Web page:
Q) With our current concerns about the flu, in this case the swine flu, are you finding some scary similarities?
A) Yes. One of the reasons the Spanish flu took such hold of the world was that for the first time America, and the world, was becoming a mobile society. Soldiers were returning from the war in Europe, barracking together, traveling together, and returning home on trains ... giving the flu a perfect opportunity to travel in close quarters with them. Close quarters think about it. Look at how we all travel today. One freeloading germ on one plane can land on 200 people going to 200 different locations.
Q) How about the differences?
A) Of course we have vaccines now. And we have such instant communication and awareness we can virtually keep up on the progression of infections on an hour-by-hour basis. News doesn’t take four or five days to travelit’s in our ears as it happens. Also, we have an educated society that has learned the lessons from the 1918 epidemic.
Q) What do you think those lessons were?
A) Quarantine, of course, and other ways of not spreading the infection further. Being aware of how a determined germ can morph and travel. Washing hands and knowing what damage a simple sneeze can cause. And of course, the big lesson is to never, ever underestimate the power and the determination of a flu bug.
Q) In HELLIE JONDOE, your characters offered up the option of not using aspirin to ward off the effects of the infection. Why?
A) One theory about why the flu did spread so violently was because our first “wonder drug”aspirin lowered fever and took away the ache of illness. It made a patient feel so much better they thought they were cured and went about their businessbut the flu was only temporarily disabled and surged back with a vengeance in a few days. By then, how many more people were exposed? One of my characters is a Native American who believes in the use of Indian sweat tents to kill the virus, but the option of aspirin and a doctor’s help is always there. The purpose is to show the different ways different cultures dealt with an enemy that knew no borders.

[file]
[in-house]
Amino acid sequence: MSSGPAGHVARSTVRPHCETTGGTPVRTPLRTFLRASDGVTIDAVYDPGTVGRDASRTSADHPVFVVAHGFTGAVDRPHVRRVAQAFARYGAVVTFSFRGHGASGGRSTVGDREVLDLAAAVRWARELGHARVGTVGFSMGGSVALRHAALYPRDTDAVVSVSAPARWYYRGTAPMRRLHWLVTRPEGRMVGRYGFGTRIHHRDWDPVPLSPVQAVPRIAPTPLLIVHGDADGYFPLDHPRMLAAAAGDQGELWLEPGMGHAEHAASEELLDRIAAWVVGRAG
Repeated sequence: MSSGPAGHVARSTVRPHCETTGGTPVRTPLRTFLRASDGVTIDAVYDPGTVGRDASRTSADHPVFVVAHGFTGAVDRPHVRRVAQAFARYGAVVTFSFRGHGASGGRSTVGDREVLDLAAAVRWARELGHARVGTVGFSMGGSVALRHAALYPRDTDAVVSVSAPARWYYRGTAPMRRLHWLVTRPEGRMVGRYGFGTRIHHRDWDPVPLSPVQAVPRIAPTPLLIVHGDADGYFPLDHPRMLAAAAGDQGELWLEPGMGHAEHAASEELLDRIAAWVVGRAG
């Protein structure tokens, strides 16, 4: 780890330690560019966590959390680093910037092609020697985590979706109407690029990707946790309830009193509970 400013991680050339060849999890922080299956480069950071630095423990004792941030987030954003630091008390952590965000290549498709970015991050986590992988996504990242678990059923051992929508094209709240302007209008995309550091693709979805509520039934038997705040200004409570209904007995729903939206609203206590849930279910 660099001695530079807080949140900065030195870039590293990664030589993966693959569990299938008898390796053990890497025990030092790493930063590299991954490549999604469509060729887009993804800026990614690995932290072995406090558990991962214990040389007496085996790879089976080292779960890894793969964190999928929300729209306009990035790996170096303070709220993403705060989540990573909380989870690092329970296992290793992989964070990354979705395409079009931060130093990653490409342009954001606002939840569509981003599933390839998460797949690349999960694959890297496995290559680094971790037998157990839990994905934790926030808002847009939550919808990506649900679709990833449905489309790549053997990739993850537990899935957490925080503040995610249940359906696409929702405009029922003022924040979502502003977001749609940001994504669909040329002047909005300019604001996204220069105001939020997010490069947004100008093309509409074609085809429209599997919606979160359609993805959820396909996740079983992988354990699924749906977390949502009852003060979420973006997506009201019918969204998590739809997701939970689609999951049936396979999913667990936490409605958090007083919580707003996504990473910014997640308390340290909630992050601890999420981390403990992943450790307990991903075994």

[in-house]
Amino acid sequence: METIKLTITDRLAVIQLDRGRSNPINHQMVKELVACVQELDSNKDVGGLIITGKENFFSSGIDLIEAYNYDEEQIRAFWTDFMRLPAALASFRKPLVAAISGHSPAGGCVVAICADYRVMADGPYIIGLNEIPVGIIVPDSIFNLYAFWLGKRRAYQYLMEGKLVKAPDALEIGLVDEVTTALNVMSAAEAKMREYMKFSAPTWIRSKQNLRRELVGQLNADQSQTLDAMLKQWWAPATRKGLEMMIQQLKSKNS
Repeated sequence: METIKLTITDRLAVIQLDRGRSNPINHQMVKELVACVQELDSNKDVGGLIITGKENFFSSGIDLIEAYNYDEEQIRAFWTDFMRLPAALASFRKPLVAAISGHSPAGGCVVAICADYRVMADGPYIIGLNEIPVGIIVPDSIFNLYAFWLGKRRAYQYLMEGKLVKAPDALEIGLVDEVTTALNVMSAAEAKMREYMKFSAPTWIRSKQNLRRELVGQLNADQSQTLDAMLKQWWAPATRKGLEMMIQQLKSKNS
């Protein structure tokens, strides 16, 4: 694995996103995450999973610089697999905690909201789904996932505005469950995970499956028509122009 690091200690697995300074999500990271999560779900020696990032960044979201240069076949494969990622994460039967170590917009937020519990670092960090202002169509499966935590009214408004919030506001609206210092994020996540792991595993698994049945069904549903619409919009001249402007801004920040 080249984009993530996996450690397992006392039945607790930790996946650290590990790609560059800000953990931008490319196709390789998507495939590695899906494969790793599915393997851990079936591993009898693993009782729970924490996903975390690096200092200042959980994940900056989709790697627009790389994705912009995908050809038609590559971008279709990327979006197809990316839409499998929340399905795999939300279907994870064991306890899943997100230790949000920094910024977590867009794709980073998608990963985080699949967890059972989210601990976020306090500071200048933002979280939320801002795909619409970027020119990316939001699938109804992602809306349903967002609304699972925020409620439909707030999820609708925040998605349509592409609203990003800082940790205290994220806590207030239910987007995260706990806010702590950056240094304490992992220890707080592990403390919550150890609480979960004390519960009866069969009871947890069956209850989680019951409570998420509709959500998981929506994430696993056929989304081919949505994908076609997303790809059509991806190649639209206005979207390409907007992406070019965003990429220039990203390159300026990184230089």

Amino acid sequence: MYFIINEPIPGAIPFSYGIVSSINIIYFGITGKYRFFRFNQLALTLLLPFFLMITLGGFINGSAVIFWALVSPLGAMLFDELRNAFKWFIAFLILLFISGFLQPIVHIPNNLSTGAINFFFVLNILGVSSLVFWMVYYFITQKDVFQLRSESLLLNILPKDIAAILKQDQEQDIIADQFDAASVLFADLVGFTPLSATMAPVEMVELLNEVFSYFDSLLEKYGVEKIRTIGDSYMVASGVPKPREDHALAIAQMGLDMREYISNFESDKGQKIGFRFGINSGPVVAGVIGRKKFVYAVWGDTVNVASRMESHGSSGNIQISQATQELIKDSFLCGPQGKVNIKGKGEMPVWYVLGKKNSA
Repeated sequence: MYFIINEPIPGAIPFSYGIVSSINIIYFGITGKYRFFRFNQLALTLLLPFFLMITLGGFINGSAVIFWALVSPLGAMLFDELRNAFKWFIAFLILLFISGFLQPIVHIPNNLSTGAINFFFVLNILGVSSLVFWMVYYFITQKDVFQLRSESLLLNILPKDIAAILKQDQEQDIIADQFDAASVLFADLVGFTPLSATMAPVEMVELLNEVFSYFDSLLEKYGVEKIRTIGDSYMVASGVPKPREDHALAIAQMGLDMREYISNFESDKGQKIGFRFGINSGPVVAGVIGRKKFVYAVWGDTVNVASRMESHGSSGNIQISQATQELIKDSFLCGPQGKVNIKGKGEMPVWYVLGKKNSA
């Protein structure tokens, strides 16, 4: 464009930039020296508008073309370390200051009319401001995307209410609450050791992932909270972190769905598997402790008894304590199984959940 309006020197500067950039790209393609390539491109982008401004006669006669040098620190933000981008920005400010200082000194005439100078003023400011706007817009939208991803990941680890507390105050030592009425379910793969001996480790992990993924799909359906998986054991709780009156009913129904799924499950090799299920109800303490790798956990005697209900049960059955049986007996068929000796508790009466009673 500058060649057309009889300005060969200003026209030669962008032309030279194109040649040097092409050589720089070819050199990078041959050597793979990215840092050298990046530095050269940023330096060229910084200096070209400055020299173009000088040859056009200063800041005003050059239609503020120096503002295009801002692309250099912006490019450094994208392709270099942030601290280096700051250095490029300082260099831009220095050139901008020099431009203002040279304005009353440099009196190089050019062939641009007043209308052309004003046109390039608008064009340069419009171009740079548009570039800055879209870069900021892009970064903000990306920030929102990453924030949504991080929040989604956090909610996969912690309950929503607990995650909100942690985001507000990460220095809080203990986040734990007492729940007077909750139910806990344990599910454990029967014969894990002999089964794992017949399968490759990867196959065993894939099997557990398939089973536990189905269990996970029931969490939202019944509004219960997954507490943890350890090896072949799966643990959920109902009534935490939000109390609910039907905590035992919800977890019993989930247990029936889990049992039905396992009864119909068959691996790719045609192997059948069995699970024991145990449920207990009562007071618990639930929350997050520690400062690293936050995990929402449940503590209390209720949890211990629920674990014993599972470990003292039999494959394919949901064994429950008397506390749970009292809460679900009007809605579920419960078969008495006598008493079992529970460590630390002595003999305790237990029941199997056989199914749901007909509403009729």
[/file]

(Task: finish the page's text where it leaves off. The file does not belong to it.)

Q) What other tidbits from history do you include in this novel?
A) I can never learn enough about the problems young people faced when forced to fend for themselves surviving on the streets, joining gangs, and of course pickpocketingan art form, actually. As was begging. Take all the problems people of the street, especially children, face today and add to that social stigma, violence, persecution, minimal social reform, and wretched living conditions prevalent a hundred years ago and you have five or six more novels from this author!
Early photography has always fascinated me. It was a new art form and a new medium of communication. When the newspapers started using photos to accompany articles a whole new form of reporting was bornphotojournalism and exposé...something we don’t even think twice about today but which back then was quite sensational. In this novel, a woman photographer chronicles the journey of the orphans out west. Women rarely did such male-dominated jobs. So I touch on women’s rights and gaining the right to vote. For lots of reasons, 1918 was a fascinating year.
For more on Randall Platt’s young adult novel Hellie Jondoe, or to order a copy, call Texas Tech University Press at 806.742.2982 or visit www.ttup.ttu.edu/Book%20Pages/9780896726635.html